The President is insistent: kids must return to school in the fall. But its not his decision to make and school districts are struggling to figure out how to open safely. Also, the Supreme Court allows more exceptions to contraception coverage. The last day of the Court's term is tomorrow.This episode: reporter Danielle Kurtzleben, education correspondent Cory Turner, White House correspondent Franco Ordoñez, national correspondent Sarah McCammon.Connect:Subscribe to the NPR Politics Podcast here.Email the show at nprpolitics@npr.org.Join the NPR Politics Podcast Facebook Group.Subscribe to the NPR Politics Newsletter.Find and support your local public radio station.
The US is now regularly seeing days with more than 50,000 new cases of the coronavirus, up from the previous peak of 30 thousand a day in April. Florida is among the states hardest hit by the uptick.Listen to our playlist The NPR Politics Daily Workout.This episode: political reporter Danielle Kurtzleben, congressional reporter Kelsey Snell, science correspondent Allison Aubrey, and national correspondent Greg Allen.Connect:Subscribe to the NPR Politics Podcast here.Email the show at nprpolitics@npr.org.Join the NPR Politics Podcast Facebook Group.Subscribe to the NPR Politics Newsletter.Find and support your local public radio station.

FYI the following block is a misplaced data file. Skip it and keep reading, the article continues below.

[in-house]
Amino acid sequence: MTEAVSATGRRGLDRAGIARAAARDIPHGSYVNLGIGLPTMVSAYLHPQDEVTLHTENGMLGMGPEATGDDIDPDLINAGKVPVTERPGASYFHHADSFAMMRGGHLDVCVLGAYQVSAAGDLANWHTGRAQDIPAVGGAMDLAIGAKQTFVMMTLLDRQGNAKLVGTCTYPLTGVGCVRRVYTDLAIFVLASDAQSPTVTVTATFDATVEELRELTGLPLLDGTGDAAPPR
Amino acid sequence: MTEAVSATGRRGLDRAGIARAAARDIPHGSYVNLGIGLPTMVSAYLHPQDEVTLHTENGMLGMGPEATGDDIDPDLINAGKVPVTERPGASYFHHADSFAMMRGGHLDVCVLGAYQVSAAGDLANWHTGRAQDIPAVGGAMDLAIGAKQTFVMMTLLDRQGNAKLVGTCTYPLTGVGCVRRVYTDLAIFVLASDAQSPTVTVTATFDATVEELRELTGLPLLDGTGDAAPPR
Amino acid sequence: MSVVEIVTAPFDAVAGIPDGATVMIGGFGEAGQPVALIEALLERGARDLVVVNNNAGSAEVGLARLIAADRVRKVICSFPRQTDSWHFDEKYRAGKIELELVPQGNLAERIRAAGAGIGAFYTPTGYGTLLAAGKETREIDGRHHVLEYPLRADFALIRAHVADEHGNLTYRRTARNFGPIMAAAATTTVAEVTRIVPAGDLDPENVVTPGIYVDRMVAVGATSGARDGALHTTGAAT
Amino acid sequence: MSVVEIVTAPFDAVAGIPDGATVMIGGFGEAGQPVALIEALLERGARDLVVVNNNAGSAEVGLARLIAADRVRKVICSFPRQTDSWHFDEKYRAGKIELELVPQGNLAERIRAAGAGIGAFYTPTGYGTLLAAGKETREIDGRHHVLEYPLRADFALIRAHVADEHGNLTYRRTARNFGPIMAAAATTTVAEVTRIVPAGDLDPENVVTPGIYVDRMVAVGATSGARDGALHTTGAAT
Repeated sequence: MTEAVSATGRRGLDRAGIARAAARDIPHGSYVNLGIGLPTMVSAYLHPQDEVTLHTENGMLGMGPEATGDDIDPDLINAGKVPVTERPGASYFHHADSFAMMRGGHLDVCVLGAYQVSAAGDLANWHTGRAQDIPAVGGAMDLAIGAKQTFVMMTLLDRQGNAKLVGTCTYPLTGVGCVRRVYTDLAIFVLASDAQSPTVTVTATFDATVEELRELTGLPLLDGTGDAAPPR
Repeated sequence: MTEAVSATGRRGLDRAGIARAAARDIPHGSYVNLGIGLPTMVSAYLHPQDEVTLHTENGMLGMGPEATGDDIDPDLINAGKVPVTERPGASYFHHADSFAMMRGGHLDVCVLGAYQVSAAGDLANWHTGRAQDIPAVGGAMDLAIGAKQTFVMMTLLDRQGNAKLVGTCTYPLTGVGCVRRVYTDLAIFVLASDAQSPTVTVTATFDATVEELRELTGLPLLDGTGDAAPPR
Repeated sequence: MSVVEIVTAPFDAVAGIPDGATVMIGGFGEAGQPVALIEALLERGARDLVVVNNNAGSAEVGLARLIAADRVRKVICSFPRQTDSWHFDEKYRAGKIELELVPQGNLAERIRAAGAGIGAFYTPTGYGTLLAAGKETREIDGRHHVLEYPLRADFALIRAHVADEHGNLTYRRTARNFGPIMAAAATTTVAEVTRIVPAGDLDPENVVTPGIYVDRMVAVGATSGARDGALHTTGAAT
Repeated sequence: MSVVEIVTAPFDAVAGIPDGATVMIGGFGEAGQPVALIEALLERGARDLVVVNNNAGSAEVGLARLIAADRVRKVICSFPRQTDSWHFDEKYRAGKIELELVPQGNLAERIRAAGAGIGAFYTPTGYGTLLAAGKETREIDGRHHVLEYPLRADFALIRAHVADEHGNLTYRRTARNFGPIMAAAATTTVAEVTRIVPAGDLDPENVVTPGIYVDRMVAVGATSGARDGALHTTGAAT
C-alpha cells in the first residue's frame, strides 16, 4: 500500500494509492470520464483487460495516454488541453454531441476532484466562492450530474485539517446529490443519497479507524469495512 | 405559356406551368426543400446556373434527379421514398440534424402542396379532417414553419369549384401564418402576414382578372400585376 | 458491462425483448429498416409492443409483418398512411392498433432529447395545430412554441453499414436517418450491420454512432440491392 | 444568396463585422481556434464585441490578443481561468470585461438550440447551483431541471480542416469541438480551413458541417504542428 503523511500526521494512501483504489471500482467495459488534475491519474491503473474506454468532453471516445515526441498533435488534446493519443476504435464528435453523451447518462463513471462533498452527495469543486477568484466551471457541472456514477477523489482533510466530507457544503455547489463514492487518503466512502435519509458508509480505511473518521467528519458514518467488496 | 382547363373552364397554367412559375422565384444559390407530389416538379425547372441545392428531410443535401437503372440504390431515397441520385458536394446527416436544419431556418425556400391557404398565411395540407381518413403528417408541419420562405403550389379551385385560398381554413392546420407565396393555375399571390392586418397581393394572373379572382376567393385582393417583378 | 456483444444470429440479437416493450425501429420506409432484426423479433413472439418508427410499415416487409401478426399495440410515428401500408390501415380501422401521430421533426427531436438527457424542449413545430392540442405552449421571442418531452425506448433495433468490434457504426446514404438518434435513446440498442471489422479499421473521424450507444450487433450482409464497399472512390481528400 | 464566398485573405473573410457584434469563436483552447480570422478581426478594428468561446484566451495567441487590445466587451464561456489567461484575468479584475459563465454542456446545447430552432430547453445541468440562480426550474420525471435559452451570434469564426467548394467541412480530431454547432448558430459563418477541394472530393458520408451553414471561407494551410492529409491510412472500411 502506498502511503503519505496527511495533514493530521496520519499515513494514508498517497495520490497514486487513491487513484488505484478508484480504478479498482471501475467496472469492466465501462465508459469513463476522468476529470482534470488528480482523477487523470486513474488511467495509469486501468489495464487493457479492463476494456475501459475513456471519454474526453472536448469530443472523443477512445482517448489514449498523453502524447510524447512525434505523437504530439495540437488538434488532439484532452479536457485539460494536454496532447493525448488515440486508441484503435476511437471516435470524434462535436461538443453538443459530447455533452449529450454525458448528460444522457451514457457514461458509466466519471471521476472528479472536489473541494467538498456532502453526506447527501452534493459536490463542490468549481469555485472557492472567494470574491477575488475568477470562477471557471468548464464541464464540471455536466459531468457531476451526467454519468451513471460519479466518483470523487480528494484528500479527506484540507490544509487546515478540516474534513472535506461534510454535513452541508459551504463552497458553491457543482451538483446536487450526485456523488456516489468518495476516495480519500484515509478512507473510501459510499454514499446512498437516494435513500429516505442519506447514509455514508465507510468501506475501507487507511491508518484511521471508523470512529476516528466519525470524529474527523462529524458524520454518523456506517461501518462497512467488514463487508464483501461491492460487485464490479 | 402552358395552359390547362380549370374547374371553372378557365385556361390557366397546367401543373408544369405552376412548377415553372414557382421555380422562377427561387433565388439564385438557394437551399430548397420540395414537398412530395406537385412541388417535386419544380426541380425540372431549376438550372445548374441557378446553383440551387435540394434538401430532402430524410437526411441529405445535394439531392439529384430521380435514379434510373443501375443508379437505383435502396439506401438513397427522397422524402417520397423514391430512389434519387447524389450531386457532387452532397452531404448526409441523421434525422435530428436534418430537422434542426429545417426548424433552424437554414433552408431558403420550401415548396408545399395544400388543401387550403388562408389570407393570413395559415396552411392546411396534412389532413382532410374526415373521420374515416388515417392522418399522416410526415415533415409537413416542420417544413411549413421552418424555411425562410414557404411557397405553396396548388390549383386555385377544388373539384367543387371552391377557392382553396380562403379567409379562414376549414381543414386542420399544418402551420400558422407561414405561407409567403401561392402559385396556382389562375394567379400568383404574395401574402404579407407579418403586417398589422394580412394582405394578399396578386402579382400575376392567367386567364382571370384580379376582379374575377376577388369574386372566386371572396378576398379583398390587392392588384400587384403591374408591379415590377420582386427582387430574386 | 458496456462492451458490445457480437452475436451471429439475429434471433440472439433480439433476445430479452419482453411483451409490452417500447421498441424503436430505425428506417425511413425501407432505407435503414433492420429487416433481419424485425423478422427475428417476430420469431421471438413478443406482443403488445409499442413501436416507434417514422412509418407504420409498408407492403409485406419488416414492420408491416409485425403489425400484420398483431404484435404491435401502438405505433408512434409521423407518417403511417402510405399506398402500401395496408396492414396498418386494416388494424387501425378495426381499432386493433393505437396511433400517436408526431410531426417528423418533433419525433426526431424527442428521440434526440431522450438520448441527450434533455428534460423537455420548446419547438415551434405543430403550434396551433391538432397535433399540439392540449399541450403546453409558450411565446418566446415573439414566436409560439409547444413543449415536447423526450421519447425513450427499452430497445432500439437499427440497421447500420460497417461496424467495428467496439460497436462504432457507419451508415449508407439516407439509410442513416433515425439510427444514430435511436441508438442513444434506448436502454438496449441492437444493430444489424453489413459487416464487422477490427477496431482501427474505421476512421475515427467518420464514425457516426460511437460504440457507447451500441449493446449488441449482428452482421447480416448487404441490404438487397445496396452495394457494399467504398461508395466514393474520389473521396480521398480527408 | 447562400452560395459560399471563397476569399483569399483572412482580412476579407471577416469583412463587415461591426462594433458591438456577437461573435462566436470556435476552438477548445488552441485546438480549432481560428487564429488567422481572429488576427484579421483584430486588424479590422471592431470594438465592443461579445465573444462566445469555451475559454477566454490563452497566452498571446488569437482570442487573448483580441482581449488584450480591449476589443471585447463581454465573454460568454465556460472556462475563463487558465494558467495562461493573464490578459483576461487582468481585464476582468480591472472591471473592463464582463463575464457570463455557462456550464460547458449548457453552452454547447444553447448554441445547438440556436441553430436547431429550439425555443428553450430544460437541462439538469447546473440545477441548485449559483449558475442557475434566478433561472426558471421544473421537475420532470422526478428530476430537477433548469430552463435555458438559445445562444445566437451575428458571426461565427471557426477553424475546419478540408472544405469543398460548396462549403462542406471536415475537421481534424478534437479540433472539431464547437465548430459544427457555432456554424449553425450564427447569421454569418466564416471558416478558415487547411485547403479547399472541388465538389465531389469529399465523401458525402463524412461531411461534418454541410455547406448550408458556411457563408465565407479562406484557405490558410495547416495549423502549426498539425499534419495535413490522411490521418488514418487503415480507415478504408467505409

In a speech Friday at Mount Rushmore, President Trump returned to the divisive "law and order" rhetoric and white identity politics that fueled his 2016 campaign. That's despite signs that the message is not as resonant this election cycle.This episode: political reporter Danielle Kurtzleben, and White House reporters Ayesha Rascoe and Franco Ordoñez.Connect:Subscribe to the NPR Politics Podcast here.Email the show at nprpolitics@npr.org.Join the NPR Politics Podcast Facebook Group.Listen to our playlist The NPR Politics Daily Workout.Subscribe to the NPR Politics Newsletter.Find and support your local public radio station.